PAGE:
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Podcast Profile: New Scientist Weekly

podcast imageTwitter: @newscientist
8 episodes
Average episode: 27 minutes
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Categories: Interview-Style

Podcaster's summary: A news podcast for the instatiably curious by the world's most popular weekly science magazine. Everything from the latest science and technology news to the big-picture questions about life, the universe and what it means to be human.For more visit Hosted on Acast. See for more information.

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List Updated: 2024-Apr-14 06:46 UTC. Episodes: 8. Feedback: @TrueSciPhi.

2024-Apr-12 • 29 minutes
The multiverse just got bigger; saving the white rhino; musical mushrooms
#245The multiverse may be bigger than we thought. The idea that we exist in just one of a massive collection of alternate universes has really captured the public imagination in the last decade. But now Hugh Everett’s 60-year-old “many worlds interpretation”, based on quantum mechanics, has been upgraded.The northern white rhino is on the brink of extinction but we may be able to save it. Scientists plan to use frozen genes from 12 now dead rhinos to rebuild the entire subspecies. But how do you turn skin c...
2024-Apr-05 • 31 minutes
Miniature livers made from lymph nodes in groundbreaking medical procedure
#244Researchers have successfully turned lymph nodes into miniature livers that help filter the blood of mice, pigs and other animals – and now, trials are beginning in humans. If successful, the groundbreaking medical procedure could prove life-saving for thousands of people waiting for liver transplants around the world. So far, no complications have been seen from the procedure, but it will be several months before we know if the treatment is working as hoped in the first of 12 trial participants with en...
2024-Mar-29 • 26 minutes
Immune system treatment makes old mice seem young again; new black hole image; unexploded bombs are becoming more dangerous
#243As we age our immune systems do too, making us less able to fight infections and more prone to chronic inflammation. But a team of scientists has been able to reverse these effects in mice, rejuvenating their immune systems by targeting their stem cells. But there’s a long road to trying the same thing in humans.Have you seen the incredible new black hole image? Just a couple of years since the Event Horizon Telescope’s first, fuzzy image of Sagittarius A* – the black hole at the centre of our galaxy – ...
2024-Mar-22 • 27 minutes
How declining birth rates could shake up society; Humanoid robots; Top prize in mathematics
#242Human population growth is coming to an end. The global population is expected to peak between 2060 and 2080, then start falling. Many countries will have much lower birth rates than would be needed to support ageing populations. These demographic projections have major implications for the way our societies function, including immigration and transportation, and what kinds of policies and systems we need. Remember Rosie the Robot from The Jetsons? Humanoid robots capable of many different tasks ma...
2024-Mar-15 • 26 minutes
Gaza’s impending long-term health crisis
#241More than 2 million Palestinians in Gaza face widespread hunger, disease and injury as the war quickly becomes the worst humanitarian crisis in modern memory. Even once the war ends, the devastating physical and emotional health consequences will be felt for many years to come, especially by children. And aid groups like UNICEF and the World Health Organization have no long-term plans to meet the post-war health needs of the population.Gravity on Mars may occasionally be strong enough to stir up the oce...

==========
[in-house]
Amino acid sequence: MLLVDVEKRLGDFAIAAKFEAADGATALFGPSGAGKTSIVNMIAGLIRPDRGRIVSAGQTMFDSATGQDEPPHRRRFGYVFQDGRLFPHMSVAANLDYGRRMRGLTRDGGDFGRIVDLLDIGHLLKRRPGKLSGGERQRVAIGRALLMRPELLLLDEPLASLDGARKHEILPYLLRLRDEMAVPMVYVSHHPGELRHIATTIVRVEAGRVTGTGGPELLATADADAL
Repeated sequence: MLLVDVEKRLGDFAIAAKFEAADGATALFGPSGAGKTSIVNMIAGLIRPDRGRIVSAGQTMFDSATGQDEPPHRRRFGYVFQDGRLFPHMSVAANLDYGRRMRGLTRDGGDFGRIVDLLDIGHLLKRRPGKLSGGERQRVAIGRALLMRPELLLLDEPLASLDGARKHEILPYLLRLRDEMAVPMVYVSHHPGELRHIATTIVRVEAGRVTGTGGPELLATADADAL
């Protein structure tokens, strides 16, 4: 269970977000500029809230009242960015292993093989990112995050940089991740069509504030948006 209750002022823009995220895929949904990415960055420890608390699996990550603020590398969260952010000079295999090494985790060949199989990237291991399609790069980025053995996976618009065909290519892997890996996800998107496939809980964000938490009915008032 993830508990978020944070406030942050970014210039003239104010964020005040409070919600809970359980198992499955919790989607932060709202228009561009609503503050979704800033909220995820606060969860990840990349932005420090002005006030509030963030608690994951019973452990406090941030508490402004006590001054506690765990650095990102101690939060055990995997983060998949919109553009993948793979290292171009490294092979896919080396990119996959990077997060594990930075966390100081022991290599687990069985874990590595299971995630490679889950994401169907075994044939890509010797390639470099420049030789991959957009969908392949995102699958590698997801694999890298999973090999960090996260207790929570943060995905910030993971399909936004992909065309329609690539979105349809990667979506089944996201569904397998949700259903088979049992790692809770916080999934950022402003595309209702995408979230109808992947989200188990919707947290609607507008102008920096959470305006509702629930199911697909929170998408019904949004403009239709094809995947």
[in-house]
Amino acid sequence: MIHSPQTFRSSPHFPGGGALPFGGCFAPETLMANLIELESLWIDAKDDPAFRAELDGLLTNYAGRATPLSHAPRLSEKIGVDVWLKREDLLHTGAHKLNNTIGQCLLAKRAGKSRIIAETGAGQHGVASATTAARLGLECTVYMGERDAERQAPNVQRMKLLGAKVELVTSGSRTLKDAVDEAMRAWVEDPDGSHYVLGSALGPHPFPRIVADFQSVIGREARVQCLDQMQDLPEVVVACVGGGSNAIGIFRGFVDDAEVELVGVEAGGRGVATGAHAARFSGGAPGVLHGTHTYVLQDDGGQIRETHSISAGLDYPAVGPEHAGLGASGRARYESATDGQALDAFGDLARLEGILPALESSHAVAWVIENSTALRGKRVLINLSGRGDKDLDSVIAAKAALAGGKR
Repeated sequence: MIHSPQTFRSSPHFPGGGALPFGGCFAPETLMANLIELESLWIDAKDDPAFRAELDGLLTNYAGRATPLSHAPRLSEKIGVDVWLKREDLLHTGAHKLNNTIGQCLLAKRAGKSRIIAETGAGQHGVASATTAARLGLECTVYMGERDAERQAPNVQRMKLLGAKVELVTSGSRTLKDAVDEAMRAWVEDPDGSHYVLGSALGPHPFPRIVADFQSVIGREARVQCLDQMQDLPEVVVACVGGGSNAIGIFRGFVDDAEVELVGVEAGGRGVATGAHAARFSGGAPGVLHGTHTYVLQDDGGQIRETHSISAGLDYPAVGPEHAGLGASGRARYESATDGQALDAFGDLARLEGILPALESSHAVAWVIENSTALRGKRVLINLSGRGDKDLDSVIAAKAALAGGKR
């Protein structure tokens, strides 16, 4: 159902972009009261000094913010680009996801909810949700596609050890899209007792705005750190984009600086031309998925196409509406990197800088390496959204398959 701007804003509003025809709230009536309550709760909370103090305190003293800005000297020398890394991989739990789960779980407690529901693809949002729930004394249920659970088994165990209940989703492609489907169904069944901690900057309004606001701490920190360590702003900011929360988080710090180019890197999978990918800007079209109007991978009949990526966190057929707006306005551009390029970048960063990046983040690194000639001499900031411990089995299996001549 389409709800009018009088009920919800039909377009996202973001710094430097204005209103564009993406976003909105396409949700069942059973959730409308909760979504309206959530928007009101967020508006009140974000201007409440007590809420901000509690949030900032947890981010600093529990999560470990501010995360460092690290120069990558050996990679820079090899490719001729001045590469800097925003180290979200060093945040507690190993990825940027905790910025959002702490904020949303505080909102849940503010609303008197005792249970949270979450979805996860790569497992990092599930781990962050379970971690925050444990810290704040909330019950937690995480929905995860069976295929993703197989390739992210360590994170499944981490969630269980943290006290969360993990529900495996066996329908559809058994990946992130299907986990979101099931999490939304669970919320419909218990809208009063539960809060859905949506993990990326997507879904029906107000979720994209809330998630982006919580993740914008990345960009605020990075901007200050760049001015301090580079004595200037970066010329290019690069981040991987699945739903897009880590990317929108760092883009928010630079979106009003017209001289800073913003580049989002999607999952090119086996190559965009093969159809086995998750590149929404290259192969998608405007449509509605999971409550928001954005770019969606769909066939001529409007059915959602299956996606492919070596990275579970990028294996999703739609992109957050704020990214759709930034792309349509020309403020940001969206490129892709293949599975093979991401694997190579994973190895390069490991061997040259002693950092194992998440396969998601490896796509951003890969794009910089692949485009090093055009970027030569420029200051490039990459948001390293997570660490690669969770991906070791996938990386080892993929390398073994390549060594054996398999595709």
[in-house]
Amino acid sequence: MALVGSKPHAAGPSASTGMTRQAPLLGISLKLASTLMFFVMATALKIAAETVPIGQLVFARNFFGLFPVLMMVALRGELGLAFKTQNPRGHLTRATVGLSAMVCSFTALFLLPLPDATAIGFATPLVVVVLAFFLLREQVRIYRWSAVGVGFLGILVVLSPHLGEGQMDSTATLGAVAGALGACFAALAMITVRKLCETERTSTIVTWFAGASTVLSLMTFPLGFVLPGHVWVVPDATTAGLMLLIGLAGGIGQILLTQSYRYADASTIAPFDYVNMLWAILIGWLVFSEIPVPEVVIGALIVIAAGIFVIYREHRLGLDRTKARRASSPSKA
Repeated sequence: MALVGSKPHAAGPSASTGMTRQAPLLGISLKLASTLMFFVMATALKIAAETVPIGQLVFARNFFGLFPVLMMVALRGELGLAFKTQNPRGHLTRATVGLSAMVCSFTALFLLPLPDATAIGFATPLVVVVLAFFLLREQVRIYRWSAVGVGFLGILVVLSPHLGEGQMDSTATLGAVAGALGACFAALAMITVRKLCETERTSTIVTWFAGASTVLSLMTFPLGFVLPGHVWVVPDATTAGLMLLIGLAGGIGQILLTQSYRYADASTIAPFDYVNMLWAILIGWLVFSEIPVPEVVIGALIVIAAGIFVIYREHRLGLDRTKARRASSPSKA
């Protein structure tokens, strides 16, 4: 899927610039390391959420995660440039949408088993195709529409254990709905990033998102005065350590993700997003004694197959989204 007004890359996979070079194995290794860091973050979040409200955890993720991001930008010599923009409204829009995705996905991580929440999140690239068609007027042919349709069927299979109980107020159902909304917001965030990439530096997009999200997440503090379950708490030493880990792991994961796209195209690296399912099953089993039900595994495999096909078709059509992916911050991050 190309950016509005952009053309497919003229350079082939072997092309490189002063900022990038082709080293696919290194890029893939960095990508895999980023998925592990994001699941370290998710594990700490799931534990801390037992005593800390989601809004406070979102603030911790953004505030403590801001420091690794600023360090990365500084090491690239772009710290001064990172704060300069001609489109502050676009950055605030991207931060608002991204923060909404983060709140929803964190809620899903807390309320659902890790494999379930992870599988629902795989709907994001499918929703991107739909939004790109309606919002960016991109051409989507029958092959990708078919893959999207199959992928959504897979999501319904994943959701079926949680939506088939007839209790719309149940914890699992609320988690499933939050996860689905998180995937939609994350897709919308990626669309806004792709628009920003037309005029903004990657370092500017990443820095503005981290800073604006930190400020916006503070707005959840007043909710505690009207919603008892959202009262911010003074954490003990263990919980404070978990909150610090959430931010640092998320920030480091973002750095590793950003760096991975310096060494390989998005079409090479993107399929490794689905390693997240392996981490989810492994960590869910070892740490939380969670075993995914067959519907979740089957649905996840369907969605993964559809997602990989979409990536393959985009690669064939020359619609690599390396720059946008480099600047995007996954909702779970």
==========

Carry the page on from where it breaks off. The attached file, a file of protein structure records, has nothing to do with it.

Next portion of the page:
2024-Mar-08 • 28 minutes
Woolly mammoth breakthrough?; The Anthropocene rejected; Bumblebee culture
#240A major step has been made toward bringing woolly mammoths back from extinction – sort of. The company Colossal has the ambitious goal of bringing its first baby mammoth into the world by 2028. And its newest advance, announced this week, is in turning adult Asian elephant cells into stem cells. But it’s still a long way from here to the company’s vision of cold-adapted elephants fighting climate change in the Arctic – or even that 2028 baby mammoth. When did humans begin to affect the Earth’s syst...
2024-Mar-01 • 26 minutes
Is personalised medicine overhyped?; Pythagoras was wrong about music; How your brain sees nothing
#239Two decades ago, following the Human Genome Project’s release of a first draft in 2001, genetic testing was set to revolutionise healthcare. “Personalised medicine” would give us better treatments for serious conditions, clear pictures of our risks and individualised healthcare recommendations. But despite all the genetic tests available, that healthcare revolution has not exactly come to fruition. Amid news that genetic testing poster child firm 23andMe has hit financial troubles, we ask whether person...
2024-Feb-16 • 24 minutes
Reversing blindness; power beamed from space; animal love languages
#237Glaucoma, which can cause blindness by damaging the optic nerve, may be reversible. Researchers have managed to coax new optic nerve cells to grow in mice, partly restoring sight in some. How the treatment works through an eyeball injection and why, for humans, prevention and early detection are still the best options.Black holes, just like planets and stars, spin. But they may be spinning a lot slower than we thought. When black holes gobble up matter around them, they start spinning faster and we’ve l...